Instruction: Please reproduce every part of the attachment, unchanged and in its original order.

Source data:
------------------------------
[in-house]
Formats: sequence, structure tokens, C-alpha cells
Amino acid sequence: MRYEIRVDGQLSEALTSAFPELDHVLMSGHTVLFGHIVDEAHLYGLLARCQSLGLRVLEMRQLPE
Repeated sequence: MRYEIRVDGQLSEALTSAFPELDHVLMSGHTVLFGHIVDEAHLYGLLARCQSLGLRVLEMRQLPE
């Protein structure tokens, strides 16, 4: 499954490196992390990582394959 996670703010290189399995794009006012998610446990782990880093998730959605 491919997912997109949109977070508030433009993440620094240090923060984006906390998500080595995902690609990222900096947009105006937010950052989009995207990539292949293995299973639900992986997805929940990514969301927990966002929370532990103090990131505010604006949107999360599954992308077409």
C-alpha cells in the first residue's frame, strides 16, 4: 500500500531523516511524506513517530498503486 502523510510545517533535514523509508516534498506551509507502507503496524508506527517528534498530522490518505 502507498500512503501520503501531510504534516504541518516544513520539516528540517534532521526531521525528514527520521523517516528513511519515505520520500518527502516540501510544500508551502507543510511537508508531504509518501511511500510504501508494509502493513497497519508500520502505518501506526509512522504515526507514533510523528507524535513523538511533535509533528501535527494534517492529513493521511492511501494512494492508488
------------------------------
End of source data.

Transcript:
[in-house]
Formats: sequence, structure tokens, C-alpha cells
Amino acid sequence: MRYEIRVDGQLSEALTSAFPELDHVLMSGHTVLFGHIVDEAHLYGLLARCQSLGLRVLEMRQLPE
Repeated sequence: MRYEIRVDGQLSEALTSAFPELDHVLMSGHTVLFGHIVDEAHLYGLLARCQSLGLRVLEMRQLPE
């Protein structure tokens, strides 16, 4: 499954490196992390990582394959 996670703010290189399995794009006012998610446990782990880093998730959605 491919997912997109949109977070508030433009993440620094240090923060984006906390998500080595995902690609990222900096947009105006937010950052989009995207990539292949293995299973639900992986997805929940990514969301927990966002929370532990103090990131505010604006949107999360599954992308077409």
C-alpha cells in the first residue's frame, strides 16, 4: 500500500531523516511524506513517530498503486 502523510510545517533535514523509508516534498506551509507502507503496524508506527517528534498530522490518505 502507498500512503501520503501531510504534516504541518516544513520539516528540517534532521526531521525528514527520521523517516528513511519515505520520500518527502516540501510544500508551502507543510511537508508531504509518501511511500510504501508494509502493513497497519508500520502505518501506526509512522504515526507514533510523528507524535513523538511533535509533528501535527494534517492529513493521511492511501494512494492508488